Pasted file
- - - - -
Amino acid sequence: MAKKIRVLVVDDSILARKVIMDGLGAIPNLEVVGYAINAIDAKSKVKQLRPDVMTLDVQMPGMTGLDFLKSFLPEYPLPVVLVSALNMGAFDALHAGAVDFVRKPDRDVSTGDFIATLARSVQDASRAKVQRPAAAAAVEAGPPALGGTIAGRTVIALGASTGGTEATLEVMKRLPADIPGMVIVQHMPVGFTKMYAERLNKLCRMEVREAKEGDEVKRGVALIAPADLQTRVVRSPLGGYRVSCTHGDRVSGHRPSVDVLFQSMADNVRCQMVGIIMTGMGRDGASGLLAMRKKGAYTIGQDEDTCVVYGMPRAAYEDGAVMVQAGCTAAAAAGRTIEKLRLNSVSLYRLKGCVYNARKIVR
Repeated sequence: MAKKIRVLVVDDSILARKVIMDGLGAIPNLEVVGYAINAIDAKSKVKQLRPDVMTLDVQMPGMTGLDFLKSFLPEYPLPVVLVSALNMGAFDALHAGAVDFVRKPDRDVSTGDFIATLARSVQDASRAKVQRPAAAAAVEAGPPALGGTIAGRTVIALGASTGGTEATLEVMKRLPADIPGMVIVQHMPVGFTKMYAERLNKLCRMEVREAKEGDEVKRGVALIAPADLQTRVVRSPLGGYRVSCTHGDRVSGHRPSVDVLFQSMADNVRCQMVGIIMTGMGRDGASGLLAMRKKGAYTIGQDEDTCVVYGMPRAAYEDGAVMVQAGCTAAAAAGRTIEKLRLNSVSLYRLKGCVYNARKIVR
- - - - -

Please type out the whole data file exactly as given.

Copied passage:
Amino acid sequence: MAKKIRVLVVDDSILARKVIMDGLGAIPNLEVVGYAINAIDAKSKVKQLRPDVMTLDVQMPGMTGLDFLKSFLPEYPLPVVLVSALNMGAFDALHAGAVDFVRKPDRDVSTGDFIATLARSVQDASRAKVQRPAAAAAVEAGPPALGGTIAGRTVIALGASTGGTEATLEVMKRLPADIPGMVIVQHMPVGFTKMYAERLNKLCRMEVREAKEGDEVKRGVALIAPADLQTRVVRSPLGGYRVSCTHGDRVSGHRPSVDVLFQSMADNVRCQMVGIIMTGMGRDGASGLLAMRKKGAYTIGQDEDTCVVYGMPRAAYEDGAVMVQAGCTAAAAAGRTIEKLRLNSVSLYRLKGCVYNARKIVR
Repeated sequence: MAKKIRVLVVDDSILARKVIMDGLGAIPNLEVVGYAINAIDAKSKVKQLRPDVMTLDVQMPGMTGLDFLKSFLPEYPLPVVLVSALNMGAFDALHAGAVDFVRKPDRDVSTGDFIATLARSVQDASRAKVQRPAAAAAVEAGPPALGGTIAGRTVIALGASTGGTEATLEVMKRLPADIPGMVIVQHMPVGFTKMYAERLNKLCRMEVREAKEGDEVKRGVALIAPADLQTRVVRSPLGGYRVSCTHGDRVSGHRPSVDVLFQSMADNVRCQMVGIIMTGMGRDGASGLLAMRKKGAYTIGQDEDTCVVYGMPRAAYEDGAVMVQAGCTAAAAAGRTIEKLRLNSVSLYRLKGCVYNARKIVR